The Crown’s latest season: Seven lessons.

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By Creative Media News

Season five of Netflix’s The Crown has already produced its drama before its premiere on Wednesday, creating debate over its depiction of the royal family.

Netflix defended the show as a “fictional dramatization” after Sir John Major and Dame Judi Dench questioned its accuracy.

The crown
The crown's latest season: seven lessons.

It has also inserted a disclaimer to its promotion for the show, claiming it is “inspired by real-life incidents”.

I spent my Friday night binge-watching all 10 new episodes of this new series to determine its nature; here are my observations.

It’s hard to tell fact from fiction

The closer this story gets to the present day, the more the truth and the blurring of fact and fiction concerns.

This season is set in the 1990s, and the Queen, played by Imelda Staunton for the first time, is in her mid-60s. Her children’s marriages are failing and, controversially, the program claims a romance between Prince Phillip and Lady Rumsey, 32 years his junior.

The Duke of Edinburgh, played by Jonathan Pryce, denies it, but in a crucial scene, he tells the Queen of his “disenchantment” with the union. But The Crown is so convincing and so human that it’s always been impossible as a broad viewer to discern play from reality.

In the absence of royal-related truths that we will likely never know, this fabrication fills the hole and becomes the truth for many.

With so many of the characters still alive so soon after the Queen’s demise, this is harder to defend editorially.

John Major’s portrayal is a revelation

The former prime minister has criticized the series for implying that Prince Charles planned to force the Queen to abdicate. He has referred to this as “malicious drivel.”

But in The Crown, the politician, previously derided by Spitting Image for being dull and uninteresting (and eating peas), is anything but.

As brilliantly portrayed by Jonny Lee Miller on television, he is highly respected by the Queen as a wise voice of the people and a mediator in the turbulent divorce proceedings between Charles and Diana.

And when his wife Norma, portrayed by Flora Montgomery, brings him dinner in episode nine, there are no peas in sight.

It is a remarkable discovery.

Elizabeth Debicki steals the show

The voice (hesitant, breathy, the right side of posh), the dropped head as she stares up through her eyelashes, the hairstyle, the gestures, and, of course, the clothes; it’s all so Diana.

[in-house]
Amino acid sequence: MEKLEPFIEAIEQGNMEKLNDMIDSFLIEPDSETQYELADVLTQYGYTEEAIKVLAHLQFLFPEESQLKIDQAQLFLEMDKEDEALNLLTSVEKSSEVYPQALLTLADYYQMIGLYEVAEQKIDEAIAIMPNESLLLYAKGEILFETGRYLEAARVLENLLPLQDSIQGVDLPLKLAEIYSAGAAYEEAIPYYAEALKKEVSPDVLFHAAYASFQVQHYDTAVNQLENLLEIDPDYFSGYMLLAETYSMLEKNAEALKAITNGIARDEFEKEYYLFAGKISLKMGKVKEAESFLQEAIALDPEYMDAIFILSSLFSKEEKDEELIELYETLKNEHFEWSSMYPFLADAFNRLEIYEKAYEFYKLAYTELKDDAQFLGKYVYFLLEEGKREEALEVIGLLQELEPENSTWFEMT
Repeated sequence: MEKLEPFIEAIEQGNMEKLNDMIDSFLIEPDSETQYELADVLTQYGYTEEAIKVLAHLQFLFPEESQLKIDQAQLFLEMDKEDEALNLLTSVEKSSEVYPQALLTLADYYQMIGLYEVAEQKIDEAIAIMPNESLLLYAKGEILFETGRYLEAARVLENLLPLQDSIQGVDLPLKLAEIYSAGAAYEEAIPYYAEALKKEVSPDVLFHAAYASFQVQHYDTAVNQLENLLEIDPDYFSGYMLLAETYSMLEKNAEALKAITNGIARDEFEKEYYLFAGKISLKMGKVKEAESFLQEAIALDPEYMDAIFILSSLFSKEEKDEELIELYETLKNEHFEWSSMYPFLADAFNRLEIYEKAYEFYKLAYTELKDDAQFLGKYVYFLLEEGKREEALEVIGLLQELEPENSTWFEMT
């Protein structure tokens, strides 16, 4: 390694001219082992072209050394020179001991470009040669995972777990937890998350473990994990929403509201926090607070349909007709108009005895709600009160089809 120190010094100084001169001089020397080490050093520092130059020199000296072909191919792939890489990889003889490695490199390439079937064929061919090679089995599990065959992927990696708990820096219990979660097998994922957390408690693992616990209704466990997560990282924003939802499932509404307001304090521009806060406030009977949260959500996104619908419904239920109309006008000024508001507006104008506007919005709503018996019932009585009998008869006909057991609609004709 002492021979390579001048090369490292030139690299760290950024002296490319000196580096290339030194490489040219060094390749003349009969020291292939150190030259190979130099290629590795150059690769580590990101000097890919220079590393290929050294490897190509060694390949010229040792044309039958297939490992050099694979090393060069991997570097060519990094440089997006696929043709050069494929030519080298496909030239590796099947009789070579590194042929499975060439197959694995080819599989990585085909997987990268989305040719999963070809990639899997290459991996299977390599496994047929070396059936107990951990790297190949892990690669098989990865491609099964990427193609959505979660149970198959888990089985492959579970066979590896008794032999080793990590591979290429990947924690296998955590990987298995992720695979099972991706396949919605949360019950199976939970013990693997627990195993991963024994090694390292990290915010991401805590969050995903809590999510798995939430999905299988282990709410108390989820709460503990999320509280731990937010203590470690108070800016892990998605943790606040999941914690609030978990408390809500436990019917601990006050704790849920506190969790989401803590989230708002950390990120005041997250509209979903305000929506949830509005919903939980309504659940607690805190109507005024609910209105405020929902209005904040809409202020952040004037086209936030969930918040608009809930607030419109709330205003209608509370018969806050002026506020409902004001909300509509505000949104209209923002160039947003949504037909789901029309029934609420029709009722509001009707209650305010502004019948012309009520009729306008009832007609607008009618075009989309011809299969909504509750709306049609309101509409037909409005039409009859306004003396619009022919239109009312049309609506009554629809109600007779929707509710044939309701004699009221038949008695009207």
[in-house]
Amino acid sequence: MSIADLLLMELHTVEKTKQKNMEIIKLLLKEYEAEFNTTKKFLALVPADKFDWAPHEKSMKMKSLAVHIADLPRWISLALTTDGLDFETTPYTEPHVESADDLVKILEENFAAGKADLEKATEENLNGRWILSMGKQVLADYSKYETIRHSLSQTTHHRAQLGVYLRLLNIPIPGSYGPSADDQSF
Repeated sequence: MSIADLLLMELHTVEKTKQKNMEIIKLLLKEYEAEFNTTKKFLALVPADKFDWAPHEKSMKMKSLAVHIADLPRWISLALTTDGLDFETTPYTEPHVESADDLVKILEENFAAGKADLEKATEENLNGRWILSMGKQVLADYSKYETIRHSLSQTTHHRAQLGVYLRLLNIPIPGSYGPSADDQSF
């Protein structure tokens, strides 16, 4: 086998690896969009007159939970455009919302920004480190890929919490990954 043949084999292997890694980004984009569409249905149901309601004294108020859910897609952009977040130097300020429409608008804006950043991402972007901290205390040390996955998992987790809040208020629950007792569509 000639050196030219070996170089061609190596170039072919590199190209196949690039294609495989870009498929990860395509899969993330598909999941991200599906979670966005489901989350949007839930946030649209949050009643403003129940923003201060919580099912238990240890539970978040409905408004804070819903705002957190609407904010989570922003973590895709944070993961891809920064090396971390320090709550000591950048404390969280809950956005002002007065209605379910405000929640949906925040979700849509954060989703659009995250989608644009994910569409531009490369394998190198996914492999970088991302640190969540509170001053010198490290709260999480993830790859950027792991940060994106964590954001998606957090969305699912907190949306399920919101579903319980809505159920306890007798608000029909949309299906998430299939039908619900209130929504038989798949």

While Dominic West does his best to enter the character of (the then) Prince Charles, he’s too slick and too blatantly attractive to be convincing.

Debicki is perfect.

Money has been no object

The Crown is rumored to cost approximately £10 million per episode, however, creator and writer Peter Morgan has consistently refuted this.

Again, it appears that money has been no object in this series.

We are presented with lavish substitutes for royal mansions and palaces, a replica of the Hong Kong handover ceremony, and Her Majesty delivering her famous “annus horribilis” address in London’s Guildhall.

Throughout the series, the (fading) Royal Yacht Britannia becomes a metaphor for the Queen’s sense of becoming out of touch, outmoded, and unimportant.

I can see why the authors jumped on this story – the yacht was decommissioned in 1997, the first year of Tony Blair’s presidency. However, the analogies feel excessive, especially in light of the actual monarch’s subsequent lengthy and praised reign.

Does it show Britain stuck in the past?

The Crown influences how the rest of the world perceives Britain, but it likely merely confirms what people already believe.

The program’s Britain is aglow with regal splendor. We witness exquisite dinners and Eton classrooms; the English are depicted as game-hunting and etiquette enthusiasts.

For some, these depictions will cause us to be perceived as a country trapped in the past, while others will perceive us as a nation with a rich history.

Some of the issues in the fifth season revolve around whether the Queen or Prince Charles had a greater understanding of what modern Britain represented.

In actuality, the pomp and circumstance of Her Majesty’s funeral highlighted the nation to the globe. In its way, The Crown deserves praise for maintaining Britain’s presence on the international scene.

It mirrors our intricacies.

Humans are complex, and so are the characters in The Crown.

Much of the debate surrounding this series has centered on whether or not Prince, now King, Charles is represented unfairly in his relationship with Princess Diana and as he attempts to find his place as Prince of Wales.

After five seasons of The Crown, I believe that Peter Morgan’s talent is that he demonstrates the complexities of being human.

He can’t stop falling in love with his characters and imbuing them with genuine emotional depth.

Only the most ardent anti-monarchists would not reply.

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